Oil about hearts

Mammals can do many things: they can carry their young within their body, they can exist in marine or terrestrial environments, and some can use language to communicate (while others just use it to confuse the issue). Although it’s not so well publicised mammals can even introduce double bonds into most parts of the chain of a fatty acid; what they can’t do is introduce those bonds at the omega-3 and omega-6 positions on the chain. That makes omega-3 and omega-6 fats essential in the human diet, the problem is that although we typically consume plenty of omega-6 oils our consumption of omega-3 oils is less than adequate. As a result, consuming omega-3 fats from fish or in supplements yields a gamut of health benefits, probably none greater than the effect to protect against heart that was suggested in a new study. The question is how do omega-3 fats do this and how much do you need to achieve it?

The new study was a meta-analysis of the available data done by researchers from Harvard University. Their stated objective was to systematically review the evidence on the association of omega-3 fatty acids and fish intake with the incidence of heart failure. To do this they used all relevant studies identified from the MEDLINE and EMBASE databases up to August 31, 2011 without restrictions.

The analysis showed that increased intakes of omega-3s and higher blood levels of these fatty acids are associated with a fifteen per cent decrease in the risk of heart failure. Seven prospective studies provided data on 176,441 subjects, and also concluded people with the highest category of EPA and DHA levels had a fourteen per cent lower risk of heart failure, compared to people with the lowest levels. Deeper analysis of these figures showed that for every fifteen gram per day increase in fish consumption, the risk of heart failure was reduced by five per cent. In addition, for every 125 mg per day increase in EPA and DHA omega-3 fatty acids, the associated risk of heart failure was decreased by three per cent.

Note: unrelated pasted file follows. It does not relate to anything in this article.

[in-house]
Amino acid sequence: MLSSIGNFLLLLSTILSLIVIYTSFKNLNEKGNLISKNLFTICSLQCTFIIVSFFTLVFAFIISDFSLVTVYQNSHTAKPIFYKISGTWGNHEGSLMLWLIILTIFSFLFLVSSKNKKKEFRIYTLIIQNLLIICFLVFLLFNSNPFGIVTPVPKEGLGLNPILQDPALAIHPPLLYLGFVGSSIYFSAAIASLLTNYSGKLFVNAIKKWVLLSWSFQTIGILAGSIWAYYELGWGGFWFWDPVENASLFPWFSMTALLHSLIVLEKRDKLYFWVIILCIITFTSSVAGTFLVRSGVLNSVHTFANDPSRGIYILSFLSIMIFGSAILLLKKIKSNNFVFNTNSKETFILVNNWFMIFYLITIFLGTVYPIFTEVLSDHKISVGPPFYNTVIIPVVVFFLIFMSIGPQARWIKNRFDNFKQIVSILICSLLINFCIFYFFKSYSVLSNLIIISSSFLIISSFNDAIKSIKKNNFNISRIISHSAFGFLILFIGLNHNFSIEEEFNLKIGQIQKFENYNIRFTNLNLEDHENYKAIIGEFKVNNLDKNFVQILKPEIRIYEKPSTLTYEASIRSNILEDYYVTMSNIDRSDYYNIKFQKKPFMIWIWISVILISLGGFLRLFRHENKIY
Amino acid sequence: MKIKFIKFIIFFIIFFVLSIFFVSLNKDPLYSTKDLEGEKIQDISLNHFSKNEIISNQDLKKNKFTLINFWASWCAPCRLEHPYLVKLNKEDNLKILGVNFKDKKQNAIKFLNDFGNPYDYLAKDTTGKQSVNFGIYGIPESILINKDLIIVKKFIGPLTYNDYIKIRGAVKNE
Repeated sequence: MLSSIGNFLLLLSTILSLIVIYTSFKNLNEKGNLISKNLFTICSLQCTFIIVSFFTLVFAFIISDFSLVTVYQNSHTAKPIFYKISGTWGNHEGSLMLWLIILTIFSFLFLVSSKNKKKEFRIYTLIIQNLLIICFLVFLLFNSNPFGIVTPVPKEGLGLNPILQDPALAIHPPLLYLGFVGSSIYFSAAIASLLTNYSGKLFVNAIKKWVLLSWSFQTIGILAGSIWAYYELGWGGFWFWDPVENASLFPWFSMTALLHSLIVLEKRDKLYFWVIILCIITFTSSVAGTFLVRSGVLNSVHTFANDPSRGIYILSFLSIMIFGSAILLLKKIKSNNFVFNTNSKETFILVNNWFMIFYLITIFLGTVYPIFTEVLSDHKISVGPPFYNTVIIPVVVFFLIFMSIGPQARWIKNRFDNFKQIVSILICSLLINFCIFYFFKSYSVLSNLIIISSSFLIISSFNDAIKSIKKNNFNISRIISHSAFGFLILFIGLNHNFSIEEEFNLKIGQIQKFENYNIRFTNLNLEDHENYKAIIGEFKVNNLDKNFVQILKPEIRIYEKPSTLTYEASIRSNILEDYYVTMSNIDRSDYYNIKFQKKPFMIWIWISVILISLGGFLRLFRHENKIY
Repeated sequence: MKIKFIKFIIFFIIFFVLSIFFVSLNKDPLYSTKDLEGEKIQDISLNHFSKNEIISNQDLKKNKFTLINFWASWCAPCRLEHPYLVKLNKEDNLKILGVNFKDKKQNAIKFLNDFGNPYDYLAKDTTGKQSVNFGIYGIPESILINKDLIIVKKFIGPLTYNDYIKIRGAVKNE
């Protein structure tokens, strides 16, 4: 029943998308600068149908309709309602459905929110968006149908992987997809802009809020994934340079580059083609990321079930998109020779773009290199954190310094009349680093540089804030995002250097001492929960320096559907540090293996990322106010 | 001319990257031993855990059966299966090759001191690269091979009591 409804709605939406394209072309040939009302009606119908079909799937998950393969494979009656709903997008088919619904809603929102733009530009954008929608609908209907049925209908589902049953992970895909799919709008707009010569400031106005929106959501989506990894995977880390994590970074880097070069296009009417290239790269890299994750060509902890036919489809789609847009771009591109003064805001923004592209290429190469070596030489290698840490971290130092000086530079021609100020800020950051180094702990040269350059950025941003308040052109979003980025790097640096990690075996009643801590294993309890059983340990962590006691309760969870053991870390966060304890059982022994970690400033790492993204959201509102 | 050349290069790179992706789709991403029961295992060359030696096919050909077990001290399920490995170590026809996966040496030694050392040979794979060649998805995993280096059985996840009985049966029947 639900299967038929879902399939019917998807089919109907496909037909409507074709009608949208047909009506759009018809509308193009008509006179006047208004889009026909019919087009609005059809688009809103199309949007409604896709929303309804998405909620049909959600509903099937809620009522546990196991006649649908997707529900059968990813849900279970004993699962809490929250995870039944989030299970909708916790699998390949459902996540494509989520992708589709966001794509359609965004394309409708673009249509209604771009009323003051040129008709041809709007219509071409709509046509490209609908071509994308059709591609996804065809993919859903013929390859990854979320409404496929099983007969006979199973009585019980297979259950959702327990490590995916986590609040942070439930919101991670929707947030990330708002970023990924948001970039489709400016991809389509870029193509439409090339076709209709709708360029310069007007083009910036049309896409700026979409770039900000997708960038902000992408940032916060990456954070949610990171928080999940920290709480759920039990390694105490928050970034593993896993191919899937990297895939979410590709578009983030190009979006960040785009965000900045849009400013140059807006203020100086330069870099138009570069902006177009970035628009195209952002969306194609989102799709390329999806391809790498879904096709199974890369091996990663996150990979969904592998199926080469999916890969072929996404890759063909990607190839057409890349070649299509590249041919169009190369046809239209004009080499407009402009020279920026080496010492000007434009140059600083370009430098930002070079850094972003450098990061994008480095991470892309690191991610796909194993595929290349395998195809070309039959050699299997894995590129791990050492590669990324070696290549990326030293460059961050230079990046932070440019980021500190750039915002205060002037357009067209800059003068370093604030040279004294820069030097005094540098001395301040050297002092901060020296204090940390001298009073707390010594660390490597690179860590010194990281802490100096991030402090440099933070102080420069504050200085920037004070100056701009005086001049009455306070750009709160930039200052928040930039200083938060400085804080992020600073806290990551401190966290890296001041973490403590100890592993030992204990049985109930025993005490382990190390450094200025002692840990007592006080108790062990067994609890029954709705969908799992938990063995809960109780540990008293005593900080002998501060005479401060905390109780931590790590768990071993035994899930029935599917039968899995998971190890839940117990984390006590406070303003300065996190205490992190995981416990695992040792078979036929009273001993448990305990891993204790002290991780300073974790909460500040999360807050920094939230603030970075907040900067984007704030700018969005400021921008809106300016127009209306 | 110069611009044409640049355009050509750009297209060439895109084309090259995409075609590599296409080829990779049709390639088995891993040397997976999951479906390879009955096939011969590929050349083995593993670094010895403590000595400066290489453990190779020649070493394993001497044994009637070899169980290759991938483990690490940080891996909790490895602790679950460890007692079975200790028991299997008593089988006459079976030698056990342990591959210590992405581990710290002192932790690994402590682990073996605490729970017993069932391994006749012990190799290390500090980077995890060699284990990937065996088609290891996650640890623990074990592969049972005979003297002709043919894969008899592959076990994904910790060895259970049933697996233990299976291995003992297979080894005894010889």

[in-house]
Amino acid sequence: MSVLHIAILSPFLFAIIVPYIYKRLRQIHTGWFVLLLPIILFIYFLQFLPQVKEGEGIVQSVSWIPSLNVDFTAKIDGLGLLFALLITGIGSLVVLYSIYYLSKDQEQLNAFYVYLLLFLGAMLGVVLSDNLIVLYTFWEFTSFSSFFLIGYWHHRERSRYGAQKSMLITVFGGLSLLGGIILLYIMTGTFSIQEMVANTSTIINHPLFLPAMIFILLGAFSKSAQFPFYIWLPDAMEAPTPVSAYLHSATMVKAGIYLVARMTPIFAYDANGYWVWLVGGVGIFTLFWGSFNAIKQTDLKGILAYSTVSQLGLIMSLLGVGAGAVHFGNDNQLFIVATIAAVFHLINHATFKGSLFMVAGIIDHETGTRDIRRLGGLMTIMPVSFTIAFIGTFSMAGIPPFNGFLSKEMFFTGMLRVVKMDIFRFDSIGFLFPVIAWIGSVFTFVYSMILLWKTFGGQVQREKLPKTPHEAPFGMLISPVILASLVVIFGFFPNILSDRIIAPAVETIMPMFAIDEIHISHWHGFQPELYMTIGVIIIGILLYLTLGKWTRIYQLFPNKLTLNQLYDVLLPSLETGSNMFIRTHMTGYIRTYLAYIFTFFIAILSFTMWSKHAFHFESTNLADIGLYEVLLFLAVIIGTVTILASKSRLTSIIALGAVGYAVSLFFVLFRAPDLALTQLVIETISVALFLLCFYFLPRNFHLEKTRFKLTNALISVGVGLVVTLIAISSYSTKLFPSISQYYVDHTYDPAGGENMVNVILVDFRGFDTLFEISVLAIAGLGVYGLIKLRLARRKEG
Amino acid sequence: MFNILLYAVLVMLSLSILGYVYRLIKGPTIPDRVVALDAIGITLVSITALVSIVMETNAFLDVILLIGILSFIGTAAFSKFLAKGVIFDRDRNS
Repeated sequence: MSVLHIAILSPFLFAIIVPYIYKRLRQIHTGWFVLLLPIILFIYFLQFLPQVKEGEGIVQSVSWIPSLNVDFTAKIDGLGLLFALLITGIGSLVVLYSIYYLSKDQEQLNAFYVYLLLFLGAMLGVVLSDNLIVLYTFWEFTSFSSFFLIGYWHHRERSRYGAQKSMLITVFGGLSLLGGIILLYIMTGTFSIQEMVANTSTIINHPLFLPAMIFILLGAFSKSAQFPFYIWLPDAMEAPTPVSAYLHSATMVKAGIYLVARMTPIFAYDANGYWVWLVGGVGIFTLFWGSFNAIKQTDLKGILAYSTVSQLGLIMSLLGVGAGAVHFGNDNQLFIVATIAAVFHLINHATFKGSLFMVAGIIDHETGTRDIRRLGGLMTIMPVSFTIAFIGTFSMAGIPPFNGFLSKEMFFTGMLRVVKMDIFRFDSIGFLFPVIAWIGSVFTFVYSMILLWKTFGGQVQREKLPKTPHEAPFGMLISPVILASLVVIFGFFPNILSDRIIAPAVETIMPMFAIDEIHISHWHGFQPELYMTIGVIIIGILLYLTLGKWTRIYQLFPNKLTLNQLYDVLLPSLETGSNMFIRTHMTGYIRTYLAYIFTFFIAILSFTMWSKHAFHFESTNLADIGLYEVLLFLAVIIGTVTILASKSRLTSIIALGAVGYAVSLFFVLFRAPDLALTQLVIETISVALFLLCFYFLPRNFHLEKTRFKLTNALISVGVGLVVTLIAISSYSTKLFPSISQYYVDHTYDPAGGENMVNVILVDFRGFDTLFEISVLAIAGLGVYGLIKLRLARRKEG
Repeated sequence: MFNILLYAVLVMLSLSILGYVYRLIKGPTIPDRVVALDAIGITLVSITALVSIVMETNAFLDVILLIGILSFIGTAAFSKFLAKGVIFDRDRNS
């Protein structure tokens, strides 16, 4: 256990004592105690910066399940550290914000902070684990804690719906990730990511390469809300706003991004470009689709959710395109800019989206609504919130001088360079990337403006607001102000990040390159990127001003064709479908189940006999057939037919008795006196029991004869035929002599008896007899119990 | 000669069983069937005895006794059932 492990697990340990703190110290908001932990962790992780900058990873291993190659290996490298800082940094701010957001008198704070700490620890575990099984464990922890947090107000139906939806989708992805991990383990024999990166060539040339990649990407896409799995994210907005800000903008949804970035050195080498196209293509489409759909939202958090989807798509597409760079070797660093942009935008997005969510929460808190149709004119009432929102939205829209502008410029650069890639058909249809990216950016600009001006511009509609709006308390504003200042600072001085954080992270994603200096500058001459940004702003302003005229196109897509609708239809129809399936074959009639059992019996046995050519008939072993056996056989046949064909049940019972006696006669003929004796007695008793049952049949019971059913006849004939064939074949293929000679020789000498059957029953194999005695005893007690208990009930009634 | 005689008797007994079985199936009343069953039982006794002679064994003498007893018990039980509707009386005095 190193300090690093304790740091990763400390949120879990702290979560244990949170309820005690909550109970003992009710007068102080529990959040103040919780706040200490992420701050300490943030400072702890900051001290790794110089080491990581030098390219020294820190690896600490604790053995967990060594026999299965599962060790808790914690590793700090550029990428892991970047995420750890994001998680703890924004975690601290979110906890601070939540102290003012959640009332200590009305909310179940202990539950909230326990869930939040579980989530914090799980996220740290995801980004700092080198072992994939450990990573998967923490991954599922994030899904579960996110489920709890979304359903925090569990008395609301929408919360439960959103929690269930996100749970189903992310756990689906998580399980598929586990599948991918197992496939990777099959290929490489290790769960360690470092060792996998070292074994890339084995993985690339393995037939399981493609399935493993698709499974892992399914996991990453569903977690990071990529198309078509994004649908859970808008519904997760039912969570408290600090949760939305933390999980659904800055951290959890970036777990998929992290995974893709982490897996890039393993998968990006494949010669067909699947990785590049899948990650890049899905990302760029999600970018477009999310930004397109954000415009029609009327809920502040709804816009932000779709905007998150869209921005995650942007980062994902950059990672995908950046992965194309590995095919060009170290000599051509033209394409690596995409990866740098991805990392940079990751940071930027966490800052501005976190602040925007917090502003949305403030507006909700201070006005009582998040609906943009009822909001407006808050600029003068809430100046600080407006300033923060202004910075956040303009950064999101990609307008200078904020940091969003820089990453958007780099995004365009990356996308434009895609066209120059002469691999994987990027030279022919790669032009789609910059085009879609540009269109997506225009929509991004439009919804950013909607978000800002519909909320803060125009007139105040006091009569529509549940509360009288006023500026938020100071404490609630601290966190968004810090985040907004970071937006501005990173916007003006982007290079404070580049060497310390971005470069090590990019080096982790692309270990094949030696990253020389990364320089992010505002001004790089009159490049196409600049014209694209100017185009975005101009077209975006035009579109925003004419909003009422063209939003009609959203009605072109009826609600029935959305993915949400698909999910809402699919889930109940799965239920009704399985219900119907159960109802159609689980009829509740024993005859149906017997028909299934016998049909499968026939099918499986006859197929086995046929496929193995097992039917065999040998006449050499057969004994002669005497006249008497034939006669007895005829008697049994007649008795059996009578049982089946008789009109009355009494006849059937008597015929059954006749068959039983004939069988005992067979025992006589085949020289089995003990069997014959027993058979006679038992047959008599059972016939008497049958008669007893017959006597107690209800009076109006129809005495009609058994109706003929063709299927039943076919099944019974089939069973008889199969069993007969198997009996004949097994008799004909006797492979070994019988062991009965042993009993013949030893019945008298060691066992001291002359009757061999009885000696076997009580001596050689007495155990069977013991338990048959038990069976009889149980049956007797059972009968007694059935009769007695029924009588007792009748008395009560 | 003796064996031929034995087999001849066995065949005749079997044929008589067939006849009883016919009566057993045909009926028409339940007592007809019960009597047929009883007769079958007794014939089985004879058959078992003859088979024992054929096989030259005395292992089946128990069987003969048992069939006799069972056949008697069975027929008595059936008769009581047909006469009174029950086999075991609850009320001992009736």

Although impressive, these results fit with other studies in this area.

A study from the European Journal of Clinical Nutrition (April 2011) reported that eating one to two servings of fatty fish per week or taking omega-3 oil supplements, may reduce a woman’s risk of heart failure by about 25 to 30 per cent. The researchers analysed data from 36,234 women between the ages of 48 and 83, participating in the Swedish Mammography Cohort over the course of eighteen years. These researchers concluded that consuming one serving of fatty fish per week could reduce a woman’s risk of developing heart failure by twenty per cent, and two servings per week could reduce the risk by 30 per cent, compared with women who ate no fatty fish.

A study published in the Lancet (December 2008) found that among people with heart failure who stayed on a course of omega-3 oils had a fourteen per cent reduction in risk of death from all causes.

These studies are just the tip of the iceberg in the evidence that omega-3 oils promote heart health. In fact, these researchers said that the evidence suggests that omega-3s should be used as primary prevention for heart failure. That is a big statement and it shows that there is nothing fishy about the benefits of omega-3 for the heart.

Terry Robson

Terry Robson

Terry Robson is the Editor-in-Chief of WellBeing and the Editor of EatWell.

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